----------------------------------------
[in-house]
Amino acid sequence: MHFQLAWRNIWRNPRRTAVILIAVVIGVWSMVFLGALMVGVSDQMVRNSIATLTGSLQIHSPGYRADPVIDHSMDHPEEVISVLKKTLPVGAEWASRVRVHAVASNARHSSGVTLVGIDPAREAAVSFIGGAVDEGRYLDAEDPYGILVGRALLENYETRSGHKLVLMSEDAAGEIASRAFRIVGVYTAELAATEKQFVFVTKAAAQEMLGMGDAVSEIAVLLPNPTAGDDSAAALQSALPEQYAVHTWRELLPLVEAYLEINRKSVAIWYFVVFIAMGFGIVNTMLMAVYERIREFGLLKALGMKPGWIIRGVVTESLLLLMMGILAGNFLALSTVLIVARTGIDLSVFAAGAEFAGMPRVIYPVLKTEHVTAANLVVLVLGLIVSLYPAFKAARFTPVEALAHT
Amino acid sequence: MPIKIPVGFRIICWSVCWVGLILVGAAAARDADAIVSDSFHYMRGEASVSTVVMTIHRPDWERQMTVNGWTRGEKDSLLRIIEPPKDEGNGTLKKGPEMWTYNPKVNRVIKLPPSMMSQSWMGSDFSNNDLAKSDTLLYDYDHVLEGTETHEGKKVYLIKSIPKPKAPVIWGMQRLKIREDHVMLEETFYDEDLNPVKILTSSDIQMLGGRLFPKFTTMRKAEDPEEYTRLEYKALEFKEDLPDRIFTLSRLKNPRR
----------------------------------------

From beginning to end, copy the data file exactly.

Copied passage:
[in-house]
Amino acid sequence: MHFQLAWRNIWRNPRRTAVILIAVVIGVWSMVFLGALMVGVSDQMVRNSIATLTGSLQIHSPGYRADPVIDHSMDHPEEVISVLKKTLPVGAEWASRVRVHAVASNARHSSGVTLVGIDPAREAAVSFIGGAVDEGRYLDAEDPYGILVGRALLENYETRSGHKLVLMSEDAAGEIASRAFRIVGVYTAELAATEKQFVFVTKAAAQEMLGMGDAVSEIAVLLPNPTAGDDSAAALQSALPEQYAVHTWRELLPLVEAYLEINRKSVAIWYFVVFIAMGFGIVNTMLMAVYERIREFGLLKALGMKPGWIIRGVVTESLLLLMMGILAGNFLALSTVLIVARTGIDLSVFAAGAEFAGMPRVIYPVLKTEHVTAANLVVLVLGLIVSLYPAFKAARFTPVEALAHT
Amino acid sequence: MPIKIPVGFRIICWSVCWVGLILVGAAAARDADAIVSDSFHYMRGEASVSTVVMTIHRPDWERQMTVNGWTRGEKDSLLRIIEPPKDEGNGTLKKGPEMWTYNPKVNRVIKLPPSMMSQSWMGSDFSNNDLAKSDTLLYDYDHVLEGTETHEGKKVYLIKSIPKPKAPVIWGMQRLKIREDHVMLEETFYDEDLNPVKILTSSDIQMLGGRLFPKFTTMRKAEDPEEYTRLEYKALEFKEDLPDRIFTLSRLKNPRR